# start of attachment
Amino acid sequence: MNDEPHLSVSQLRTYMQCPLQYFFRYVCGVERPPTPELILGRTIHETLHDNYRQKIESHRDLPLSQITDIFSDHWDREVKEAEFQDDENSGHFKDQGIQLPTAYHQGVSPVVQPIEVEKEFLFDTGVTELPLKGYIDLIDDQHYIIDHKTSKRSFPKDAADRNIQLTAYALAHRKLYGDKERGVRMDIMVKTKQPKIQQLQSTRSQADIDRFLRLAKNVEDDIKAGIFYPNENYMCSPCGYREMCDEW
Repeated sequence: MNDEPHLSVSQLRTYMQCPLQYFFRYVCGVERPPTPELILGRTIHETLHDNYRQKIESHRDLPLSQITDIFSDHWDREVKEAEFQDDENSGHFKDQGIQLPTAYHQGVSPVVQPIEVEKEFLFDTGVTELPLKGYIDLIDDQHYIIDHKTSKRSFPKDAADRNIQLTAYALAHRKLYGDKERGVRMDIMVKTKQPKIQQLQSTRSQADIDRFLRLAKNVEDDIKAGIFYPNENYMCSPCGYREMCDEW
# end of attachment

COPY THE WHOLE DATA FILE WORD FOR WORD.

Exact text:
Amino acid sequence: MNDEPHLSVSQLRTYMQCPLQYFFRYVCGVERPPTPELILGRTIHETLHDNYRQKIESHRDLPLSQITDIFSDHWDREVKEAEFQDDENSGHFKDQGIQLPTAYHQGVSPVVQPIEVEKEFLFDTGVTELPLKGYIDLIDDQHYIIDHKTSKRSFPKDAADRNIQLTAYALAHRKLYGDKERGVRMDIMVKTKQPKIQQLQSTRSQADIDRFLRLAKNVEDDIKAGIFYPNENYMCSPCGYREMCDEW
Repeated sequence: MNDEPHLSVSQLRTYMQCPLQYFFRYVCGVERPPTPELILGRTIHETLHDNYRQKIESHRDLPLSQITDIFSDHWDREVKEAEFQDDENSGHFKDQGIQLPTAYHQGVSPVVQPIEVEKEFLFDTGVTELPLKGYIDLIDDQHYIIDHKTSKRSFPKDAADRNIQLTAYALAHRKLYGDKERGVRMDIMVKTKQPKIQQLQSTRSQADIDRFLRLAKNVEDDIKAGIFYPNENYMCSPCGYREMCDEW